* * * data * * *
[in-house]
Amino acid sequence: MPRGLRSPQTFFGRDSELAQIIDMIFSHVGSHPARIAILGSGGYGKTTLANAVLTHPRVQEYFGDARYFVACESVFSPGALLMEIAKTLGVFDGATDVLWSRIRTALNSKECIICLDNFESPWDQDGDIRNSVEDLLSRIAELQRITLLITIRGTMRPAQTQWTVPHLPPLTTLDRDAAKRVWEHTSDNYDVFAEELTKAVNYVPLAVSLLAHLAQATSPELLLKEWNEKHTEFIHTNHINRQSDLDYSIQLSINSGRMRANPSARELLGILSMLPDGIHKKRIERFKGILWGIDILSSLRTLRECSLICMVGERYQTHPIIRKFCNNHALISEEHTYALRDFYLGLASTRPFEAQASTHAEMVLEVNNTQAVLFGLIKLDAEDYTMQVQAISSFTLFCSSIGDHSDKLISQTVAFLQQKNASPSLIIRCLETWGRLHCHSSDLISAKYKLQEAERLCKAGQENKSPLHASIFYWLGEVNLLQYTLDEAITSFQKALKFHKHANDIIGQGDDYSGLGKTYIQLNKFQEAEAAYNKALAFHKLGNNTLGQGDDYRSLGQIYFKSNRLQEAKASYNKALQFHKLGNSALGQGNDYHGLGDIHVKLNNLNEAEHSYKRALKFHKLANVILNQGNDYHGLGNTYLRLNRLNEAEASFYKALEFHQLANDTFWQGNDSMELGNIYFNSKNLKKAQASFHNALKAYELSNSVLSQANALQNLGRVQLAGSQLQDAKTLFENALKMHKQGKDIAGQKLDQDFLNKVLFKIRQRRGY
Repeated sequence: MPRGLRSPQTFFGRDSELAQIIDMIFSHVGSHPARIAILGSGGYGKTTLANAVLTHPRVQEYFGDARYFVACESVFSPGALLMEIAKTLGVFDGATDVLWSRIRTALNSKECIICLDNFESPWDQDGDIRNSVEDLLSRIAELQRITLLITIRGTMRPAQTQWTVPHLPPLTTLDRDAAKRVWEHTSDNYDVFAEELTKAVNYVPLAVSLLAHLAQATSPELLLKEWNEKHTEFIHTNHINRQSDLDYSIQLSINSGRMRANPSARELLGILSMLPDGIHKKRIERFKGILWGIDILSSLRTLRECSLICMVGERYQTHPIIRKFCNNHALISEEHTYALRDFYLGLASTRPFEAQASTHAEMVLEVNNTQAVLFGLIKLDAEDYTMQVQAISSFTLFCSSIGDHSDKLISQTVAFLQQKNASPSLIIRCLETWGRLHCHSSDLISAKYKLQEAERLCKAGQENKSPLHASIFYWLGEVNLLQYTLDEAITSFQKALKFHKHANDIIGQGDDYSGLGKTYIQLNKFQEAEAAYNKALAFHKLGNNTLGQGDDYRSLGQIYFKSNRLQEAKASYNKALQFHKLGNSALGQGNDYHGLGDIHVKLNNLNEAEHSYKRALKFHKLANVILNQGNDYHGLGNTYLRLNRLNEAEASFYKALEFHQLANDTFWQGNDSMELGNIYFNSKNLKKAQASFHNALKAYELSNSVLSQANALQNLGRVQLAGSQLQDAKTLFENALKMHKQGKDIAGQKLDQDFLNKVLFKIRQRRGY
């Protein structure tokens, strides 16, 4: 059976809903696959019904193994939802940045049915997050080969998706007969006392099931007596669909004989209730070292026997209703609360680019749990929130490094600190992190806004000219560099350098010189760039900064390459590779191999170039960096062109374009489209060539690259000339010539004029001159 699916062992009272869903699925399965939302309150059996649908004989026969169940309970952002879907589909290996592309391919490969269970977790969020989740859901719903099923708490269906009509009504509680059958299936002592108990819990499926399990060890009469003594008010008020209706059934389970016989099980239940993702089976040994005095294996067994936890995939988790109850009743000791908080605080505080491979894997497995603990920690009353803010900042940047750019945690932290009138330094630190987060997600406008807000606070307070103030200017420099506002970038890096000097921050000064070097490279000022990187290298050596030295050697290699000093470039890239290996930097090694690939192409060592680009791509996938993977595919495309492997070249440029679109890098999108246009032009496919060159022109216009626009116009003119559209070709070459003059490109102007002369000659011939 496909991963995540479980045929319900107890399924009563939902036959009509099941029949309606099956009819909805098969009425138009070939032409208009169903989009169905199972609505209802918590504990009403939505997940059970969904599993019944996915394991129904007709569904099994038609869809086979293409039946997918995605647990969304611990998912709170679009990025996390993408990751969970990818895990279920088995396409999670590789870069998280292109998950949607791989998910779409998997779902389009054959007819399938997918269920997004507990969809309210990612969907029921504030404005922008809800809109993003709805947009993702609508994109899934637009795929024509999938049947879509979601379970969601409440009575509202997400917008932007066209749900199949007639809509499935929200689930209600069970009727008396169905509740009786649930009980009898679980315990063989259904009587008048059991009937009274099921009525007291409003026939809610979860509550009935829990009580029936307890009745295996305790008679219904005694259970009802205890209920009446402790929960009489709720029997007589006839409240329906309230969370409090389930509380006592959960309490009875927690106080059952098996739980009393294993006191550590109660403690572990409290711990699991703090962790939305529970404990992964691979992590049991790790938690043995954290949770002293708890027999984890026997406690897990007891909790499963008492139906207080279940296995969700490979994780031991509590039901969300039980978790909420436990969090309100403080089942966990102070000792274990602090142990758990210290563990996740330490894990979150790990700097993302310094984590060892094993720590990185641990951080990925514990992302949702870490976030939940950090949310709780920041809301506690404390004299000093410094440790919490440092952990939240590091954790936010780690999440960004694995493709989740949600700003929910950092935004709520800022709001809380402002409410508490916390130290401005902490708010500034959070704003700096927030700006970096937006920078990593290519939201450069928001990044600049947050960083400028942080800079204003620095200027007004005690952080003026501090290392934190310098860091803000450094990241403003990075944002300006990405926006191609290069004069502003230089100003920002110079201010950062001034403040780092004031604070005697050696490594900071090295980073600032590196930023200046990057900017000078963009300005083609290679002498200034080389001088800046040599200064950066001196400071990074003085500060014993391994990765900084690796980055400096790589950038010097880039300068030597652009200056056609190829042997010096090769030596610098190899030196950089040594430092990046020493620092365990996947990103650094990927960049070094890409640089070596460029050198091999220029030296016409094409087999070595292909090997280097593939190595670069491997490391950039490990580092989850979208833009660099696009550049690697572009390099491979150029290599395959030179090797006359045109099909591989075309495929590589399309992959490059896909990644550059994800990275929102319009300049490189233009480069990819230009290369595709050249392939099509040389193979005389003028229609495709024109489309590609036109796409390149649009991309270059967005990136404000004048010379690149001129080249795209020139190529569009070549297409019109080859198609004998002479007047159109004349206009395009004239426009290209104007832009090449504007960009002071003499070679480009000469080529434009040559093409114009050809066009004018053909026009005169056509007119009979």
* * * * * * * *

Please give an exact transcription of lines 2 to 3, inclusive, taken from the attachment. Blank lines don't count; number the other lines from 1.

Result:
Amino acid sequence: MPRGLRSPQTFFGRDSELAQIIDMIFSHVGSHPARIAILGSGGYGKTTLANAVLTHPRVQEYFGDARYFVACESVFSPGALLMEIAKTLGVFDGATDVLWSRIRTALNSKECIICLDNFESPWDQDGDIRNSVEDLLSRIAELQRITLLITIRGTMRPAQTQWTVPHLPPLTTLDRDAAKRVWEHTSDNYDVFAEELTKAVNYVPLAVSLLAHLAQATSPELLLKEWNEKHTEFIHTNHINRQSDLDYSIQLSINSGRMRANPSARELLGILSMLPDGIHKKRIERFKGILWGIDILSSLRTLRECSLICMVGERYQTHPIIRKFCNNHALISEEHTYALRDFYLGLASTRPFEAQASTHAEMVLEVNNTQAVLFGLIKLDAEDYTMQVQAISSFTLFCSSIGDHSDKLISQTVAFLQQKNASPSLIIRCLETWGRLHCHSSDLISAKYKLQEAERLCKAGQENKSPLHASIFYWLGEVNLLQYTLDEAITSFQKALKFHKHANDIIGQGDDYSGLGKTYIQLNKFQEAEAAYNKALAFHKLGNNTLGQGDDYRSLGQIYFKSNRLQEAKASYNKALQFHKLGNSALGQGNDYHGLGDIHVKLNNLNEAEHSYKRALKFHKLANVILNQGNDYHGLGNTYLRLNRLNEAEASFYKALEFHQLANDTFWQGNDSMELGNIYFNSKNLKKAQASFHNALKAYELSNSVLSQANALQNLGRVQLAGSQLQDAKTLFENALKMHKQGKDIAGQKLDQDFLNKVLFKIRQRRGY
Repeated sequence: MPRGLRSPQTFFGRDSELAQIIDMIFSHVGSHPARIAILGSGGYGKTTLANAVLTHPRVQEYFGDARYFVACESVFSPGALLMEIAKTLGVFDGATDVLWSRIRTALNSKECIICLDNFESPWDQDGDIRNSVEDLLSRIAELQRITLLITIRGTMRPAQTQWTVPHLPPLTTLDRDAAKRVWEHTSDNYDVFAEELTKAVNYVPLAVSLLAHLAQATSPELLLKEWNEKHTEFIHTNHINRQSDLDYSIQLSINSGRMRANPSARELLGILSMLPDGIHKKRIERFKGILWGIDILSSLRTLRECSLICMVGERYQTHPIIRKFCNNHALISEEHTYALRDFYLGLASTRPFEAQASTHAEMVLEVNNTQAVLFGLIKLDAEDYTMQVQAISSFTLFCSSIGDHSDKLISQTVAFLQQKNASPSLIIRCLETWGRLHCHSSDLISAKYKLQEAERLCKAGQENKSPLHASIFYWLGEVNLLQYTLDEAITSFQKALKFHKHANDIIGQGDDYSGLGKTYIQLNKFQEAEAAYNKALAFHKLGNNTLGQGDDYRSLGQIYFKSNRLQEAKASYNKALQFHKLGNSALGQGNDYHGLGDIHVKLNNLNEAEHSYKRALKFHKLANVILNQGNDYHGLGNTYLRLNRLNEAEASFYKALEFHQLANDTFWQGNDSMELGNIYFNSKNLKKAQASFHNALKAYELSNSVLSQANALQNLGRVQLAGSQLQDAKTLFENALKMHKQGKDIAGQKLDQDFLNKVLFKIRQRRGY